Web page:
As COVID-19 vaccines continue to be in short supply around the world, pharma giants such as Bayer (Nasdaq: BAYRY) are stepping up to help fulfill the need. Bayer has agreed to assist in the manufacturing of an mRNA-based coronavirus vaccine, CVnCOV, developed by fellow German biopharma company CureVac (Nasdaq: CVAC).
In early January, Bayer also struck an agreement with the company to support the further development, supply and key territory operations of CureVac’s COVID-19 vaccine candidate.
Although the famed Aspirin maker has never dabbled in human vaccine development or manufacturing in its almost 160-year long history, its experience and expertise in medicine-making for the improvement of human health certainly lends it favor for the task at hand.
The company’s proven expertise and established infrastructure in areas including clinical operations, regulatory affairs, pharmacovigilance, medical information, supply chain as well as providing support in several countries around the world makes it well-positioned to assist in global vaccine efforts against COVID-19.
In a joint press briefing on February 1 that included chief executive officer of CureVac, Franz-Werner Haas, president of the Bayer’s Pharmaceuticals Division, Stefan Oelrich, stated in a news release from the company that it is “planning to add an additional 160 million doses of CureVac’s vaccine in 2022 to further expand their supply network and overall capacity using the manufacturing network of Bayer. First commercial product from this expansion may already be available towards the end of this year.”
Oelrich went on to say that, “Following discussions with the German government it has become clear that current manufacturing capacities for vaccines need to be increased, particularly for potential variants of the SARS-CoV-2 virus.” He added that, “We at Bayer will contribute even further by making more vaccine available to help fight the pandemic.”
CureVac’s under-development COVID-19 candidate is currently in Phase III trials, including a trial being conducted among healthcare workers at the University Medical Center Mainz in Germany. The study, which began in December, aims to enroll more than 2,500 individuals over the age of 18. This complements the global Phase IIb/III HERALD trial of the two-dose CVnCoV vaccine, which includes more than 35,000 participants.
Once approved, CureVac has plans to supply “hundreds of millions” of doses of its COVID-19 shot. The 160 million additional doses from Bayer will add to CureVac’s output.
With respect to the initial partnership struck between Bayer and CureVac in January, Dr. Franz-Werner Haas, chief executive officer of CureVac said in a statement from the company that, “We are very happy to join forces with Bayer, whose expertise and infrastructure will help us make our vaccine candidate CVnCoV even more rapidly available to as many people as possible.”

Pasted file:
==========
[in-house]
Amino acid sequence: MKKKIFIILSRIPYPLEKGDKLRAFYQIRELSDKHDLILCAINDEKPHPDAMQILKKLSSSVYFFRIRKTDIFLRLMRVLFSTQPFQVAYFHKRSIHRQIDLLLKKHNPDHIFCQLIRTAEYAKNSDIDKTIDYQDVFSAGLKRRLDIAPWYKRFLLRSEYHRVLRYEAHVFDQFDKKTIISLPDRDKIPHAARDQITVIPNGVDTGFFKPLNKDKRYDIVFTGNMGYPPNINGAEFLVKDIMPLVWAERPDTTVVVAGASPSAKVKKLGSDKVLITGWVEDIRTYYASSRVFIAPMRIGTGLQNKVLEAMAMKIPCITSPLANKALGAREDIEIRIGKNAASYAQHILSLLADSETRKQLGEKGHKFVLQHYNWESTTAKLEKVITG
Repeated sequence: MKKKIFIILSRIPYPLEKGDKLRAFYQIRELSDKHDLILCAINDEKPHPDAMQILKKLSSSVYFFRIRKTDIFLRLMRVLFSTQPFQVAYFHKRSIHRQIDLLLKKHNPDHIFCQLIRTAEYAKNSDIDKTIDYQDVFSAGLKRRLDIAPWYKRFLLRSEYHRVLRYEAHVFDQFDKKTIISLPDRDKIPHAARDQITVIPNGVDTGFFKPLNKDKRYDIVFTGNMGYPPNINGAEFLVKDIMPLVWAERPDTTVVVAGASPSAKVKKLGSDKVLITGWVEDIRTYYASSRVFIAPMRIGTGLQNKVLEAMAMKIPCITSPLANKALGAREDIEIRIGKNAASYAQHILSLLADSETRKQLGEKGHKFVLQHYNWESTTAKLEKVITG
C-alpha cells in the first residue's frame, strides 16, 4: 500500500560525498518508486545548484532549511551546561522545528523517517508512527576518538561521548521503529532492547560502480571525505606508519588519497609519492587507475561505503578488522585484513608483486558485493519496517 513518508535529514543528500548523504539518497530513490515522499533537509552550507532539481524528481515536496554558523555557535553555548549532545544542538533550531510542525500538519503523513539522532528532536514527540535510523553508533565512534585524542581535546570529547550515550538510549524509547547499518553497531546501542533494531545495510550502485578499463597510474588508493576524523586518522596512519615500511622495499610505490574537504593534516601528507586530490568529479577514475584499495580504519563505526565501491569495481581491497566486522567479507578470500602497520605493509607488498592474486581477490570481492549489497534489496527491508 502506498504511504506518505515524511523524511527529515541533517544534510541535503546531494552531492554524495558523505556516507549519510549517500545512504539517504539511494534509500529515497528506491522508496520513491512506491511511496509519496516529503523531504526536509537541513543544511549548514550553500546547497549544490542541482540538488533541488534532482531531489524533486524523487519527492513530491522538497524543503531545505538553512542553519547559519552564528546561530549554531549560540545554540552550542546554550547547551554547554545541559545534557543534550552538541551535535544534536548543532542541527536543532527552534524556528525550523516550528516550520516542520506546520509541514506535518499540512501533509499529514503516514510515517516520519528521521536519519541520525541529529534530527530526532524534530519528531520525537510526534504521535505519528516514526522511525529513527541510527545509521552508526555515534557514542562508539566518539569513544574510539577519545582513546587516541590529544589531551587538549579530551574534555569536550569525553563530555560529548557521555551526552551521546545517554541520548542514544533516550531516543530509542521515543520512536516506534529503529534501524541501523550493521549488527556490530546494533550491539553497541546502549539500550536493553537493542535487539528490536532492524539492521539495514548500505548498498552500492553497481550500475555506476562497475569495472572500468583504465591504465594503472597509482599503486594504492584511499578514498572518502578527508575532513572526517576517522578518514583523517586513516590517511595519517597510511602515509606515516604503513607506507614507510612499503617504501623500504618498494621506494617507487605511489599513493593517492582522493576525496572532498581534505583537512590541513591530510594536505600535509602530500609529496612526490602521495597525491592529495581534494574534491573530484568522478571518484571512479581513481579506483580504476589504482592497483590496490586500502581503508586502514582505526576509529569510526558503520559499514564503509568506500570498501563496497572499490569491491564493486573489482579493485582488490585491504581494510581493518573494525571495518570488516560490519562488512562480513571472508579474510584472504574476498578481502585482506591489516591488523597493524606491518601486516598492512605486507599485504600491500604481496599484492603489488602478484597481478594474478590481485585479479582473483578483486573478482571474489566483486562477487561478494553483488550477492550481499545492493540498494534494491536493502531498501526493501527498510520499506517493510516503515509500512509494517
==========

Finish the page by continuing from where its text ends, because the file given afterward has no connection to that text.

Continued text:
He added that, “Building on the positive data we have seen so far with CVnCoV, we now also have another strong partner on our side to get the vaccine to the people who need it following the receipt of the requisite regulatory approvals.”
Bayer will assist with all stages of development and manufacturing of CureVac’s vaccine, including R&D, regulatory affairs, supply chain management and potential marketing operations.
“Since the announcement of our alliance between Bayer and CureVac earlier this year, we have diligently assessed our ability to further contribute with end-to-end manufacturing,” Oelrich said in a statement. “I am glad to report today that we have the necessary skills and capabilities at Bayer to manufacture CureVac’s mRNA-based vaccine.”
COVID-19 Continues to Fuel Collaborations with GSK and Sanofi Lending Support
In addition to Bayer, GlaxoSmithKline (GSK) has also joined forces with CureVac in a new almost $180 million collaboration, which builds on their existing relationship to jointly develop next-generation mRNA vaccines for COVID-19. This will also include a multi-valent approach to address emerging variants of SARS-CoV-2 through the potential development of one vaccine that’s effective against them all.
The collaboration will also see GSK support the manufacturing of up to 100 million doses of CureVac’s first-generation COVID-19 vaccine candidate in 2021.
GSK acquired a roughly ten percent stake in CureVac last year and will have the exclusive rights to develop, manufacture and commercialize the new vaccine in all countries except Germany, Austria and Switzerland. The company says it will make an initial upfront payment of €75 million and a further payment of €75 million (~$89 million) “conditional on the achievement of specific milestones.”
Through the new exclusive co-development agreement, GSK and CureVac say they will contribute resources and expertise to research, develop and manufacture a number of novel mRNA vaccine candidates, including multi-valent and monovalent approaches. The goal of the work is to offer broader protection against different SARS-CoV2 variants that currently exist, or that may crop up in the future.
Towards the end of January, Sanofi announced that it would be partnering with Pfizer to address its vaccine backlog. This announcement came after Sanofi suffered a setback in its own COVID-19 vaccine program as initial trial data showed weak performances of its candidate shot.
As the French drugmaker tries to figure things out on its R&D and clinical testing fronts for its own vaccine, the company is continuing to help fight the pandemic by throwing support behind Pfizer and BioNTech’s vaccine. It has partnered up with them to produce 100 million doses of the duo’s vaccine.
The recent collaborations and partnerships between pharma rivals shows the commitment of the industry to helping fight the COVID-19 pandemic, putting aside competition and their egos for the greater good.